As the baby was caught by the midwife between my legs, and handed upward between myself and Heather, I was jolted back to reality as the baby screeched, and I was perplexed at the extreme pale white appearance. “My God, she’s birthed a White Walker!” I thought to myself. As it turns out, it was just the vernix (which apparently was unusually plentiful for a full term baby). Soon thereafter, with vernix rubbed into the skin, the baby pinked up just fine.
And so it is with great delight that I introduce you to Willow Sky Hemsey:
In the aftermath of our first birth, I was surprised at some of the confusion (and borderline outrage) I received in response to what happened. Some felt our attempted home birth was irresponsible and dangerous, despite no one actually being in danger of anything at any point. Some felt it was masochistic to have an unmedicated birth and/or that we were trying to prove something (it wasn’t and we weren’t). Some felt we were exhibiting an unnecessary disdain or disregard for western medicine and/or technology (again, we weren’t). And some expressed incredulity that we would attempt another home birth after what had happened the first time, as if our birth with Scarlet was physically or mentally traumatic in nature (it wasn’t … it was crushing psychologically to not get the birth we had wanted, but it remained a positive experience on the whole, for both of us).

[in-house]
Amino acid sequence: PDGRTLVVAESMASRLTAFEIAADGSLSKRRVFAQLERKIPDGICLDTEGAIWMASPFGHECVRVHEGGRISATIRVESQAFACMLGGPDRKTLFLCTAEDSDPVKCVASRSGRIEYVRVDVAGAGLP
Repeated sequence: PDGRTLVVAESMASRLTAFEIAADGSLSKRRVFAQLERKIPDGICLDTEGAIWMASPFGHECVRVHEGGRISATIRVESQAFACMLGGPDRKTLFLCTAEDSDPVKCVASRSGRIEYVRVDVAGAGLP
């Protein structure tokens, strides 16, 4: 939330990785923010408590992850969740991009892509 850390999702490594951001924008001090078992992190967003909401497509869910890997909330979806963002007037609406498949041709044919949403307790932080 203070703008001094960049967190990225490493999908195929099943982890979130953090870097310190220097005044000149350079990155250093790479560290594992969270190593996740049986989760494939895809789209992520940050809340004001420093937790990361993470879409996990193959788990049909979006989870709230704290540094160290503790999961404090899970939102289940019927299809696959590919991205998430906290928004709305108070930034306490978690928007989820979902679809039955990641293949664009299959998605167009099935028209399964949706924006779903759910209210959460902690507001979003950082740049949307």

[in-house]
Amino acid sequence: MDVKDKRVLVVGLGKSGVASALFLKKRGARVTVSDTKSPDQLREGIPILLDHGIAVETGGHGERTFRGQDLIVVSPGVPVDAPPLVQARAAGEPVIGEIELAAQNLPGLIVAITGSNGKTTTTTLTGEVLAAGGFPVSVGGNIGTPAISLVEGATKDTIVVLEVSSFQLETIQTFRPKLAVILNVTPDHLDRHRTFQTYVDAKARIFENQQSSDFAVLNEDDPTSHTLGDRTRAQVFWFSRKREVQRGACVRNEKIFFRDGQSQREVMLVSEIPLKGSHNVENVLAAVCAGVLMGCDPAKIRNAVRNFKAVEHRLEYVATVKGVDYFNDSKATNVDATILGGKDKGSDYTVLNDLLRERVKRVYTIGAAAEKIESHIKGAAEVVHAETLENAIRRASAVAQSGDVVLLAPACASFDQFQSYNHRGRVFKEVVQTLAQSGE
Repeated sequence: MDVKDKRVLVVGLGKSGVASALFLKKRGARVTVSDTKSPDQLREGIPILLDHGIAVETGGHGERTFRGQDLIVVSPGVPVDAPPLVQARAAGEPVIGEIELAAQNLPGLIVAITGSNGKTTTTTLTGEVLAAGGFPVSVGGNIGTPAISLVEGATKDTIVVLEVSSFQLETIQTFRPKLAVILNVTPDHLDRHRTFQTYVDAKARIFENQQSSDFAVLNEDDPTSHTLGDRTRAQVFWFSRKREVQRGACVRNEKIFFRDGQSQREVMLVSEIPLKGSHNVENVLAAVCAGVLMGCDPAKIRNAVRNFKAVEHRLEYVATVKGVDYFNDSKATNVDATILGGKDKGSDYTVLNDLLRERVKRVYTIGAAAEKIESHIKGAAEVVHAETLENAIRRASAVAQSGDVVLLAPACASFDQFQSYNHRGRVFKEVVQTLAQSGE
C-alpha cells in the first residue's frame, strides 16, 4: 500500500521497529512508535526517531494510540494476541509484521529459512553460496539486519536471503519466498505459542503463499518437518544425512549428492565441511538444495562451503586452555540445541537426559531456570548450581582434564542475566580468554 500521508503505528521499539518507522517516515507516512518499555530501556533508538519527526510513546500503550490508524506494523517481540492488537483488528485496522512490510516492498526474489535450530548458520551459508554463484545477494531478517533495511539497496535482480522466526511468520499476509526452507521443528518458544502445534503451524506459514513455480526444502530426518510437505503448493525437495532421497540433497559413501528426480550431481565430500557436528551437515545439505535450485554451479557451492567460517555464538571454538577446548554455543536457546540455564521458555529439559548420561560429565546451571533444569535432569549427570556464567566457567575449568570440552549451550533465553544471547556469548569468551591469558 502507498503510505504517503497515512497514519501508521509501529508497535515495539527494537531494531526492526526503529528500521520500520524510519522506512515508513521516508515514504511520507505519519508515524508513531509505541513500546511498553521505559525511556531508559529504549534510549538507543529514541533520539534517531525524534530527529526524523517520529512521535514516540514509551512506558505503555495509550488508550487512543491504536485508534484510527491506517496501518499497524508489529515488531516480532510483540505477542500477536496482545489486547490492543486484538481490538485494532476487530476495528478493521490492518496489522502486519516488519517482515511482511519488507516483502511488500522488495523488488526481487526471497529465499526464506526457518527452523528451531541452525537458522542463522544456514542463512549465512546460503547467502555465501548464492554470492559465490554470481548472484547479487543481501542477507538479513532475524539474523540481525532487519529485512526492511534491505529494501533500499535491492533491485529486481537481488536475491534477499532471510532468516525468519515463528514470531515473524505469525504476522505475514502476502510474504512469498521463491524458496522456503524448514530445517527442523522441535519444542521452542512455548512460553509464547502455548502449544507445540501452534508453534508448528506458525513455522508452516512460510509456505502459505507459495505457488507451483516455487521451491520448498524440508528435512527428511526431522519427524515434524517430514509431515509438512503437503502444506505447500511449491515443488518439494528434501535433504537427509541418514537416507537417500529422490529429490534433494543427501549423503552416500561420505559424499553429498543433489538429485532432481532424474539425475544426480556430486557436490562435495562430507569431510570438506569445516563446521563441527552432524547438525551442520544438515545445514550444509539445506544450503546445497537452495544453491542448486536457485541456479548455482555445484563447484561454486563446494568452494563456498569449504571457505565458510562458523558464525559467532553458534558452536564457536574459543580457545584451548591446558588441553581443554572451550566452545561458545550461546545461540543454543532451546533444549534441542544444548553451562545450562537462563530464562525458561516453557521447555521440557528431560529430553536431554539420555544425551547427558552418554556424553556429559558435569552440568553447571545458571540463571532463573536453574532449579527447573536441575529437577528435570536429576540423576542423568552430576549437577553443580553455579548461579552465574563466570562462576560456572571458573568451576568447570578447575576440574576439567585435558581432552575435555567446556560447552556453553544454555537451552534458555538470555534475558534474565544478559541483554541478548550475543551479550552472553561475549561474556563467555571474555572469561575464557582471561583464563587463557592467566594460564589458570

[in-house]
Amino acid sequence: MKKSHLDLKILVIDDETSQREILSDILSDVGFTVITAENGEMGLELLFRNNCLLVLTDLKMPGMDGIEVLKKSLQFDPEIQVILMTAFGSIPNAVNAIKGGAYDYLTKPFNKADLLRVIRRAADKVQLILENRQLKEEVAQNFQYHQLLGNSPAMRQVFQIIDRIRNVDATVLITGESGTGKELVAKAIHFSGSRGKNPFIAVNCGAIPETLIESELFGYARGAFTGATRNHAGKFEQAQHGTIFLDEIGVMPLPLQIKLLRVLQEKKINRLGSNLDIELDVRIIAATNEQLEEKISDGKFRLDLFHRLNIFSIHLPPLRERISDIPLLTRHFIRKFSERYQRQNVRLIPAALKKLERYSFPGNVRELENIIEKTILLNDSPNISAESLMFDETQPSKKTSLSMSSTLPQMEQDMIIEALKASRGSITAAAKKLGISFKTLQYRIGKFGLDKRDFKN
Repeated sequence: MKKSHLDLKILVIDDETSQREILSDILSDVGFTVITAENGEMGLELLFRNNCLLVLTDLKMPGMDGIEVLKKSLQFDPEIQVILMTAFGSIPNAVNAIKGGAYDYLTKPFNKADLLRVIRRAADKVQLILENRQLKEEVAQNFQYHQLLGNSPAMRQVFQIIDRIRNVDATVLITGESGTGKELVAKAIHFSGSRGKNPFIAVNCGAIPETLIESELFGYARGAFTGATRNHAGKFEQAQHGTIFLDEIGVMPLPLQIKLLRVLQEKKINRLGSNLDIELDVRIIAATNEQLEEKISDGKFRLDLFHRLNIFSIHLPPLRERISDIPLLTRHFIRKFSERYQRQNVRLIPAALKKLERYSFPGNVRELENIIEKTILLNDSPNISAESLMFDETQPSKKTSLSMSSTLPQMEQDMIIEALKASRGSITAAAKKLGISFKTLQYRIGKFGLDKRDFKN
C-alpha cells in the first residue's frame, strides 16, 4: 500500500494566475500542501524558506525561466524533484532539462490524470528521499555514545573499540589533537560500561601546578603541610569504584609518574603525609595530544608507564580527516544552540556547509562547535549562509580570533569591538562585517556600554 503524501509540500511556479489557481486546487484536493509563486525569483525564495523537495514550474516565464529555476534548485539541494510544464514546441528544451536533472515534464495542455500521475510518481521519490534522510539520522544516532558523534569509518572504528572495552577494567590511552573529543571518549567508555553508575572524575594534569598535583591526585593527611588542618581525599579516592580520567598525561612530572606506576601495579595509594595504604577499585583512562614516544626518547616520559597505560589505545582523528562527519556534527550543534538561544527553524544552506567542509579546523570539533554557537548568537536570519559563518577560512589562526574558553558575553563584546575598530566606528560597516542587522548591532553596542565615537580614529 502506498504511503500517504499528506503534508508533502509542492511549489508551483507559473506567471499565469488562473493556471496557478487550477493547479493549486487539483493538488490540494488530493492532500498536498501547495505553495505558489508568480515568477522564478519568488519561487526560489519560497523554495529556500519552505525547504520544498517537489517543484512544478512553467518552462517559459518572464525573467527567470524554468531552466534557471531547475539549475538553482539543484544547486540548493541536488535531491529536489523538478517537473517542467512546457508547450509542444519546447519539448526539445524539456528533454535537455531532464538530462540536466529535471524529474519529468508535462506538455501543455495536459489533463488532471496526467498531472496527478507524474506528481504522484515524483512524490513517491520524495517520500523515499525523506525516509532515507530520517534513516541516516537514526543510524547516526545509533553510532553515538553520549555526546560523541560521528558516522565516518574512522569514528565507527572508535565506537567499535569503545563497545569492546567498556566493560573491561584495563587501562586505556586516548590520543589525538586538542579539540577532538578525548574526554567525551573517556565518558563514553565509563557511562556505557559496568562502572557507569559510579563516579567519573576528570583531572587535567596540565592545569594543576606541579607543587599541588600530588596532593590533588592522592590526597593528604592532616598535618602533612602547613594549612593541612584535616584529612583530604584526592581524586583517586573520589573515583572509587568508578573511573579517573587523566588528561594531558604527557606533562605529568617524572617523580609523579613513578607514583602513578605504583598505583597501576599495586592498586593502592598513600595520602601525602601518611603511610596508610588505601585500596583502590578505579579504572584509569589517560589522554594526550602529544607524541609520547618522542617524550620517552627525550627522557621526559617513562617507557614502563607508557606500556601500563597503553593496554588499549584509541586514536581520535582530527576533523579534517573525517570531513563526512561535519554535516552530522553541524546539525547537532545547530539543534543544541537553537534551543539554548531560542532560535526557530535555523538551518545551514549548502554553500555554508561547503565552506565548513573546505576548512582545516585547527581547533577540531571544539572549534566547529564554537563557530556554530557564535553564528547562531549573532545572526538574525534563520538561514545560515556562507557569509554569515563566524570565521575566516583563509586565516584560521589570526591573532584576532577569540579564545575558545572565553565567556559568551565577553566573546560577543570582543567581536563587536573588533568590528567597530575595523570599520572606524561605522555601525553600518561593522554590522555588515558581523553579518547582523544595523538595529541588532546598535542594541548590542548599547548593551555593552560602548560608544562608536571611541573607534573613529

I found it bizarre (and still do) that so many completely miss the spirit of our actions. The desire to birth at home stems from a desire to birth naturally, unmedicated, in a familiar, comfortable, and safe environment. For us, that’s home. For you, it may be a hospital. In turn, the desire to birth naturally without medication stems from the physiological benefits of doing so, for both baby and mother (the reader can take it upon themselves to research this, or reference my response to the initial comment on Birth Lessons where I go into greater depth). Importantly, being unmedicated prevents the natural birth process from being inadvertently undermined and short-circuited, for it maximizes the mother’s ability to coherently and effectively navigate birth, which then minimizes the potential need for interventions (and the domino effect of complications and further interventions that can often ensue as a result).